Reflections on Winning (and Not Winning) Awards

Last week, the Pride of Case V awards were announced. John Carroll University won 2 silver awards. One for our alumni magazine, and one for our student mentorship program, on which my marketing team collaborated with our Alumni office.

Screenshot 2015-11-02 11.52.47The Mentoring system is pretty cool. It allows our students to log in, and browse alumni who have submitted their information and have offered to become mentors. It’s not life-long mentoring, it can be as easy as answering an email inquiry from a student. Nearly a year into it, we’ve got over 250 mentors who have volunteered their time and energy. That’s awesome.

What’s awesome for me is the technology that powers this. Hint: it’s WordPress. Well, WordPress but specifically BuddyPress that is the mechanism for our students to login and search for a mentor. BuddyPress made it easy for us to get this up and running quickly, and a custom post type for Mentors made it easy to search and organize by industry, interest, and career level.

I’m proud of my marketing and creative teams and it’s always good to work with our friends in Alumni Relations. I like when challenges like this are thrown at us and we have to come up with a creative solution. I’m lucky to have an amazing team and great colleagues.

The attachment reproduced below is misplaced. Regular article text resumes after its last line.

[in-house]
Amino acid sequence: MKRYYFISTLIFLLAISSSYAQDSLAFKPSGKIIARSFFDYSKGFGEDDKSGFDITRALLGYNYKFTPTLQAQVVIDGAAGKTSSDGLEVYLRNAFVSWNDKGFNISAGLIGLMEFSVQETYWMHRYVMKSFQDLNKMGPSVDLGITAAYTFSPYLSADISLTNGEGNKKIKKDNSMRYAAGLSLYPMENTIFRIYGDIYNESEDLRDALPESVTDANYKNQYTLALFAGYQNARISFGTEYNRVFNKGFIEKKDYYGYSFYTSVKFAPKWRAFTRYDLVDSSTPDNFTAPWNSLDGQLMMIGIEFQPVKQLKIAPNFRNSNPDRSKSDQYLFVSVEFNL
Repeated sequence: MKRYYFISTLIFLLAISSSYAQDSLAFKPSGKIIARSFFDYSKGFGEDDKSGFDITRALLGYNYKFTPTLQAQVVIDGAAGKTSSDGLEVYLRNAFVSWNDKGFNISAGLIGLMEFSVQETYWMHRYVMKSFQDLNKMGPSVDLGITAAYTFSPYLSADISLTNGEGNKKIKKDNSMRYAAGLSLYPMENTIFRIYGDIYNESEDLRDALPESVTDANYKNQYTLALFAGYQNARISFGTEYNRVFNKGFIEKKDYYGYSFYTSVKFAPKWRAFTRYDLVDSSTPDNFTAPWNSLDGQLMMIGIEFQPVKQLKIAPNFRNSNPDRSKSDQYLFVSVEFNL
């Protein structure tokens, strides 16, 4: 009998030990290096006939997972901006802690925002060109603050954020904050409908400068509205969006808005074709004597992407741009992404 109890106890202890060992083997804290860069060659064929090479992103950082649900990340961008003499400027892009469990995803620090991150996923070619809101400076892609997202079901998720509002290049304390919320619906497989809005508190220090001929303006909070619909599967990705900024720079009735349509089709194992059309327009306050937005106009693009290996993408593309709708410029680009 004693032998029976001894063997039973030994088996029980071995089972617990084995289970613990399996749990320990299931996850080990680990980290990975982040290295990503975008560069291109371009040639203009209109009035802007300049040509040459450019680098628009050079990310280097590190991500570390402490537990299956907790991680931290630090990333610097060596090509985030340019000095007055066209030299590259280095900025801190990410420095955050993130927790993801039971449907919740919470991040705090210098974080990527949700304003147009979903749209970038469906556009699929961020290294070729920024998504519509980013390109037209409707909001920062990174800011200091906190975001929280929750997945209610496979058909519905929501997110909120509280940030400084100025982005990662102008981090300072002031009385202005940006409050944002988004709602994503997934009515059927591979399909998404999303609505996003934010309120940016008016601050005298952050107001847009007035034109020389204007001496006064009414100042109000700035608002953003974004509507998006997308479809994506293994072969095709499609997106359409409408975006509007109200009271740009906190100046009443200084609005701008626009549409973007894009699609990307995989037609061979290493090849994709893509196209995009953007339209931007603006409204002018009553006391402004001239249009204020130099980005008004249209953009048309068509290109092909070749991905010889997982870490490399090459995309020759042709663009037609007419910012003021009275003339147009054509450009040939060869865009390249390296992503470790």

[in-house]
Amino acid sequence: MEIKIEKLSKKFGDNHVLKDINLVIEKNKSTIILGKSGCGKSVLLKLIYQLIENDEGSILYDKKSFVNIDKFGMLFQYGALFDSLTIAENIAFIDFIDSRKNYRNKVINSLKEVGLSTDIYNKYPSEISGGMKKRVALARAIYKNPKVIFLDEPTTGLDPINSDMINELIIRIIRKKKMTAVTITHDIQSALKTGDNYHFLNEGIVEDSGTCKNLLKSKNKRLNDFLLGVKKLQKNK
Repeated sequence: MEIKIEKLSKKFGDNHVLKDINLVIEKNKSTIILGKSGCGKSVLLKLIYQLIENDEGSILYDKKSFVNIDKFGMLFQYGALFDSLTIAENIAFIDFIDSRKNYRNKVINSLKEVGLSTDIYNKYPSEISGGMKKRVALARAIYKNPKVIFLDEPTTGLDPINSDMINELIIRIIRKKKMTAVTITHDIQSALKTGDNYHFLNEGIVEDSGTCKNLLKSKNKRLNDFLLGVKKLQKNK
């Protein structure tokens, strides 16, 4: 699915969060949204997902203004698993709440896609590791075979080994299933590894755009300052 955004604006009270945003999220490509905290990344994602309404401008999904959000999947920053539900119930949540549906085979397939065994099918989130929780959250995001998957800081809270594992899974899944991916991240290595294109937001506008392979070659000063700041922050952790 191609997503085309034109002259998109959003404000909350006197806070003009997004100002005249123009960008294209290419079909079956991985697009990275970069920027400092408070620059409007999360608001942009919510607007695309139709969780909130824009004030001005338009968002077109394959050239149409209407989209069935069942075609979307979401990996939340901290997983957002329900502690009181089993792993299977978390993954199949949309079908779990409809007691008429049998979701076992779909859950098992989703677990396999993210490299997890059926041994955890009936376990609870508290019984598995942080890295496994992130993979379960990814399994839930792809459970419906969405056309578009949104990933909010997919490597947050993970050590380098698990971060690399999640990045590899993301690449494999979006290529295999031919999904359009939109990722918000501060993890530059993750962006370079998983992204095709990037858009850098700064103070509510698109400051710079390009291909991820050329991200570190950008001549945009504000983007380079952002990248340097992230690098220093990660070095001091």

While it’s always nice to win, sometimes you submit projects and you don’t win. Last December, we drove around Cleveland surprising students with their acceptance packets. It was an amazing experience – and I think we captured that pretty well on video. We didn’t win in the video categories this year,  but I think it’s easily in the top 5 things I’ve done in my career. Ever. Here’s the video:

Awards are a funny thing, sometimes. I think sometimes they’re looked at with indifference by some areas on a campus, but for us marketers, they can be important tools.

They can often show others on campus, or those in administrative positions, the value of the work, and help show that the work we are doing is of a high enough quality to be recognized by our peers and colleagues. This can be important if you’re facing pressure when it comes to quality, asking for more resources, or trying to tamp down the constant threat of outsourcing creative and design work1.

These awards also serve as a great way of recognizing the team. I could go on for years about how underpaid folks are in higher ed, and while this doesn’t put cash in someone’s pocket, it’s a nice pick-me-up when work is recognized and appreciated externally.

1. I am not against outsourcing creative and design work. We do a large amount of outsourcing. I mean more the wholesale outsourcing of all marketing work and disregarding the in-house team.